- n. alternative spelling of knick-knack.
“Everything became a nick-nack in this curious room.”
“It's also known as 'Arthur in my back garden syndrome' by often Welsh archaeologists who have to handle people who think they've found some Arthurian nick-nack or another in the area.”
“Save up for one fabulous piece—whether it be a jewelled mirror, some sort of nick-nack or a beaded cushion—and display it somewhere that will draw the eye.”
“A hand-bell sounded: in his hands the priest some nick-nack elevated.”
“Pao-yü, literary persons and pretty girls are, for the most part, brought together in marriage, through the agency of some trifling but ingenious nick-nack.”
“May sat down and fidgeted with a nick-nack on the table.”
“The offices of the management were on the first floor, and Henry was conducted thither and shown into Witherspoon's private apartment -- into the calico, bombazine, hardware and universal nick-nack holy of holies.”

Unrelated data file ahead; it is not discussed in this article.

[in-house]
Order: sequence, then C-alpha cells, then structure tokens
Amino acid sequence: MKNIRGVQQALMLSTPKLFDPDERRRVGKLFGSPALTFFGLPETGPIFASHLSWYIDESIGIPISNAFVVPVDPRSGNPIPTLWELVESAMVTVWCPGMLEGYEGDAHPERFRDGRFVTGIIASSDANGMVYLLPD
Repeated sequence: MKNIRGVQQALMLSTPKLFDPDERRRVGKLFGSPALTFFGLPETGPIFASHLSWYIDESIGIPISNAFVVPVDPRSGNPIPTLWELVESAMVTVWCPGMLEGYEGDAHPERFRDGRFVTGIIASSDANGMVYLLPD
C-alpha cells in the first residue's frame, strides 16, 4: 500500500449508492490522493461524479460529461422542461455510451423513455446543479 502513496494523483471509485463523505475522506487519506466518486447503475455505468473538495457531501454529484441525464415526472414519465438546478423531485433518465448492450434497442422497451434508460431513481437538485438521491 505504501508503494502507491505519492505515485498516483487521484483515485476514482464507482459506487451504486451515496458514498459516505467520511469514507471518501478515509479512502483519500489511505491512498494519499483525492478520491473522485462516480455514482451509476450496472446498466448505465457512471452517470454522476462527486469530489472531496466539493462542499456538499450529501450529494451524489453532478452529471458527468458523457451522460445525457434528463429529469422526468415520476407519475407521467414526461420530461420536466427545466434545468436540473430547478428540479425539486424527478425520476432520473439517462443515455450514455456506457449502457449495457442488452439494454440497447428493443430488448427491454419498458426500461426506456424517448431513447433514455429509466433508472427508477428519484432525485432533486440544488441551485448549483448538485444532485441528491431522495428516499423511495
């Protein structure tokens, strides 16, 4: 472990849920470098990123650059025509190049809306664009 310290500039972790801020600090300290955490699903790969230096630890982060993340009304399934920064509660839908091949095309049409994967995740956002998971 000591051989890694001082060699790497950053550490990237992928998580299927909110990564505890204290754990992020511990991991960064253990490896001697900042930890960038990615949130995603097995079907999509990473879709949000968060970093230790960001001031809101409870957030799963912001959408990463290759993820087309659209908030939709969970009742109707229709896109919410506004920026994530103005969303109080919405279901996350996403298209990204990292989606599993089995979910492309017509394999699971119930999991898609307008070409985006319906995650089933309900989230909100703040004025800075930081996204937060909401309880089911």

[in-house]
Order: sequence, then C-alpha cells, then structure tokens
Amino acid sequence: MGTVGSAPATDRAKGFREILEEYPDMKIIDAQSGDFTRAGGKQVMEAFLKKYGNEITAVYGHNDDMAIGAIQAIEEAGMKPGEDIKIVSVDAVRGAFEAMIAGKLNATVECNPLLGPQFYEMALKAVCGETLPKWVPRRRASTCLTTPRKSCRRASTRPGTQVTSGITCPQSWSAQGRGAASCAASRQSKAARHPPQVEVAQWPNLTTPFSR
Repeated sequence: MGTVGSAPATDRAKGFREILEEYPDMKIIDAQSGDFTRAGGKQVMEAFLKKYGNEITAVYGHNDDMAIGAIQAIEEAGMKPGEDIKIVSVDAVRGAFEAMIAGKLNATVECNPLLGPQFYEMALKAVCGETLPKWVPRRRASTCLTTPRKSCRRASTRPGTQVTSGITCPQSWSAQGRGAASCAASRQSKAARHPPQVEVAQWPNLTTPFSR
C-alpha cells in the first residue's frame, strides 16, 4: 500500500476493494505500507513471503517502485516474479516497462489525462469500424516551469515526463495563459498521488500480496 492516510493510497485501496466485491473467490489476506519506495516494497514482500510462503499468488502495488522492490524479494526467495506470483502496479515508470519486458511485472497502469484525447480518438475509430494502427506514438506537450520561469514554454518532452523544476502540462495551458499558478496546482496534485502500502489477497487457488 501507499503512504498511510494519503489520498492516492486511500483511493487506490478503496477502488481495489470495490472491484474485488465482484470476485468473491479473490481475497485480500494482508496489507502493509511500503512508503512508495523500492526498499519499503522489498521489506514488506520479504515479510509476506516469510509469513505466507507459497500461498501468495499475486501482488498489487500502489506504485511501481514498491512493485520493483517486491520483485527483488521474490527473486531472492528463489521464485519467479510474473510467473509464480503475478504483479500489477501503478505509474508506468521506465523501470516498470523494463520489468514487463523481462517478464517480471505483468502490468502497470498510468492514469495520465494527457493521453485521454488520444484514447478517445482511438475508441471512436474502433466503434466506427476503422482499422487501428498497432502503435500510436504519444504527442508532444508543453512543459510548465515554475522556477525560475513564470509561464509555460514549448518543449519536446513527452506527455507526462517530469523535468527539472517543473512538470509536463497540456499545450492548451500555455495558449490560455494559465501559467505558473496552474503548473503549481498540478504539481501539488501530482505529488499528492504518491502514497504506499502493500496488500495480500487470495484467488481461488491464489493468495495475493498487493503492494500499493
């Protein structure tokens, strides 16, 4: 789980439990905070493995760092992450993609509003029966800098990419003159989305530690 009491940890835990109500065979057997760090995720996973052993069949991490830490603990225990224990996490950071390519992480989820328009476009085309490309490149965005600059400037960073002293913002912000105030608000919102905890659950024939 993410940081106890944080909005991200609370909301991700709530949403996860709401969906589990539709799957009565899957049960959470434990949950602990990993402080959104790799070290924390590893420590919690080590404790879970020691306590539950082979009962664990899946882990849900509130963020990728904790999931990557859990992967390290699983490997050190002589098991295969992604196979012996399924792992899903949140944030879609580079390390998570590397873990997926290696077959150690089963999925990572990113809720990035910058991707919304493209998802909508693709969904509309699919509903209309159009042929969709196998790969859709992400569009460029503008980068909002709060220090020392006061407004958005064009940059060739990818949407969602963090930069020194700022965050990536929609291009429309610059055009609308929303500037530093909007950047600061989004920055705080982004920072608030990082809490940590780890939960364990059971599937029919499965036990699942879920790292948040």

“Any person who had known the circumstances might have perceived that Wildeve was mortified by the discovery that the matter in transit was money, and not, as he had supposed when at Blooms-End, some fancy nick-nack which only interested the two women themselves.”
“And so the two old friends worked away, as merrily as school-boys building a rabbit-hutch, and in a few weeks 'time the old place was put to rights, and every nick-nack and every curio and souvenir and picture replaced in the drawing-room, just as it had been in the dear, reckless days of long ago.”
“Huge, substantial, almost severe of aspect, it had all the importance of a palace compared to its neighbour, the dwelling of the artist, who was obliged to limit himself to a fanciful nick-nack.”
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I started a list on the Wordie with a different log-in and now I can't find it. Sigh. So I'm starting again. These are monosyllabic double barrels that I like the sound of. Part of our human instin...
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